Mr. Gardner believes the Board is beholden to Prem Watsa and is therefore turning a blind eye to Fairfax's and Watsa's history, when presented with a conflict of interest, of working against the interests of minority shareholders and for the benefit of Fairfax. In September 2019, the Québec Superior Court rendered a judgment in which it found that Watsa and Fairfax, as insiders of Fibrek Inc., acted in a "blatant conflict of interest situation" for the benefit of Fairfax by enabling the acquisition of Fibrek at the "lowest cost possible," to the detriment of Fibrek's minority shareholders who were bought out at an unfairly low price. The Court also found that despite the trust and confidence Fibrek placed in Watsa and Fairfax, Watsa purposely refrained from disclosing Fairfax's true intentions to Fibrek management.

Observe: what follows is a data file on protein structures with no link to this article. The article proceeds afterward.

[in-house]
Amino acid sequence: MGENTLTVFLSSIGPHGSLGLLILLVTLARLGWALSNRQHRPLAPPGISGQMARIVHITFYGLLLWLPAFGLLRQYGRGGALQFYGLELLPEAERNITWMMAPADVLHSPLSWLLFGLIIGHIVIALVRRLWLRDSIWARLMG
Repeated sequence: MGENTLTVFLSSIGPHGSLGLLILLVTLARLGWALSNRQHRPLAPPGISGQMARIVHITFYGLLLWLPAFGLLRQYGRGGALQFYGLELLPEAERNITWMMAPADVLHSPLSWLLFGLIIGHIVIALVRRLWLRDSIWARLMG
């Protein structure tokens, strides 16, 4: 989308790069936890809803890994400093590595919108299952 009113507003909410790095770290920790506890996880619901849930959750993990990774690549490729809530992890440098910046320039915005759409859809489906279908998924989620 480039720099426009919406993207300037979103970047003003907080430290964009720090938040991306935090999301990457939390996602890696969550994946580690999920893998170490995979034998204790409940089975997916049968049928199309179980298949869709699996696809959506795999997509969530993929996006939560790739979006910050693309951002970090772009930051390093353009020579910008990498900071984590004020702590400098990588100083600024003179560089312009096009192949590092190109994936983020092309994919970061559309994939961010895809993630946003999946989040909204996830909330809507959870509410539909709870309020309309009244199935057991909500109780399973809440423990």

Despite these red flags, instead of thoroughly scrutinizing Watsa's proposal for the Related Party Transactions by subjecting it to an actual market check and constituting a properly functioning special committee to conduct arm's length negotiations, the BlackBerry Board negotiated directly with Watsa. Worse, it appears the Board considered the Related Party Transactions a forgone conclusion. As disclosed in the Company's August 21, 2020 press release, "promptly" after the meeting at which the Board decided to pursue new financing alternatives, Watsa approached John Chen, BlackBerry CEO and Executive Chair of the Board, to propose the refinancing by Fairfax. The Board then proceeded to negotiate exclusively with Fairfax and Watsa rather than developing an offering to present to the market. It then took steps to circumvent shareholder approval.